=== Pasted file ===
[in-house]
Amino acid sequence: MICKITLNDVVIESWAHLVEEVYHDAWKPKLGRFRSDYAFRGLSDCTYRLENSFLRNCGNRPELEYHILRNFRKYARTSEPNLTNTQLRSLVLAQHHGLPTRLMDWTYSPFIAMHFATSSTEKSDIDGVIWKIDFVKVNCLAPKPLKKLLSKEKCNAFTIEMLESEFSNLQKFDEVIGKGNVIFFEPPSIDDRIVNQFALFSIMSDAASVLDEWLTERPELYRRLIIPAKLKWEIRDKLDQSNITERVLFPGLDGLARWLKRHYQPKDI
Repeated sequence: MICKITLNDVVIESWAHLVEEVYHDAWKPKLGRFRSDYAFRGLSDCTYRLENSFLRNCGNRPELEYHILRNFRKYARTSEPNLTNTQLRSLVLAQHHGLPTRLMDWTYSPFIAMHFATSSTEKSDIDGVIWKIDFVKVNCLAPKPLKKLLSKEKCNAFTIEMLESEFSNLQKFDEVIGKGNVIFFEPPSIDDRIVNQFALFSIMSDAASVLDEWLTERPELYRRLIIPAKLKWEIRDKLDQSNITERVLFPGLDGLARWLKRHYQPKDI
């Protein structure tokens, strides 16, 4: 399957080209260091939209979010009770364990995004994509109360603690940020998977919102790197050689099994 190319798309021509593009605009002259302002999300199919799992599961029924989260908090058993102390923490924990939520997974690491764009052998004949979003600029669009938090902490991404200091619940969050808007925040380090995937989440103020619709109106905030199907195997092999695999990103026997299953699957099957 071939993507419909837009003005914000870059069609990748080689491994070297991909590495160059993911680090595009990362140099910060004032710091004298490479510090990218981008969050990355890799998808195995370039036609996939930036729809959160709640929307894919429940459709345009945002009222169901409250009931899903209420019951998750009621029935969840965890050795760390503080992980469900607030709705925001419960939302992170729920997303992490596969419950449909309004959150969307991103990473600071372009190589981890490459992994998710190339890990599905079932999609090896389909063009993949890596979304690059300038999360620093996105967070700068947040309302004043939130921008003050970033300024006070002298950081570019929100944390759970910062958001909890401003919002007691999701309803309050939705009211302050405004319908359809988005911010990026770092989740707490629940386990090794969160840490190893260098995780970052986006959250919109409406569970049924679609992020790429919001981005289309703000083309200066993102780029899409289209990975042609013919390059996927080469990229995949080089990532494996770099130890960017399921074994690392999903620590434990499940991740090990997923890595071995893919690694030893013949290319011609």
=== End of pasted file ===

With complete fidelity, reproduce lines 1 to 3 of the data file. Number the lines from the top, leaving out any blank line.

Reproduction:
[in-house]
Amino acid sequence: MICKITLNDVVIESWAHLVEEVYHDAWKPKLGRFRSDYAFRGLSDCTYRLENSFLRNCGNRPELEYHILRNFRKYARTSEPNLTNTQLRSLVLAQHHGLPTRLMDWTYSPFIAMHFATSSTEKSDIDGVIWKIDFVKVNCLAPKPLKKLLSKEKCNAFTIEMLESEFSNLQKFDEVIGKGNVIFFEPPSIDDRIVNQFALFSIMSDAASVLDEWLTERPELYRRLIIPAKLKWEIRDKLDQSNITERVLFPGLDGLARWLKRHYQPKDI
Repeated sequence: MICKITLNDVVIESWAHLVEEVYHDAWKPKLGRFRSDYAFRGLSDCTYRLENSFLRNCGNRPELEYHILRNFRKYARTSEPNLTNTQLRSLVLAQHHGLPTRLMDWTYSPFIAMHFATSSTEKSDIDGVIWKIDFVKVNCLAPKPLKKLLSKEKCNAFTIEMLESEFSNLQKFDEVIGKGNVIFFEPPSIDDRIVNQFALFSIMSDAASVLDEWLTERPELYRRLIIPAKLKWEIRDKLDQSNITERVLFPGLDGLARWLKRHYQPKDI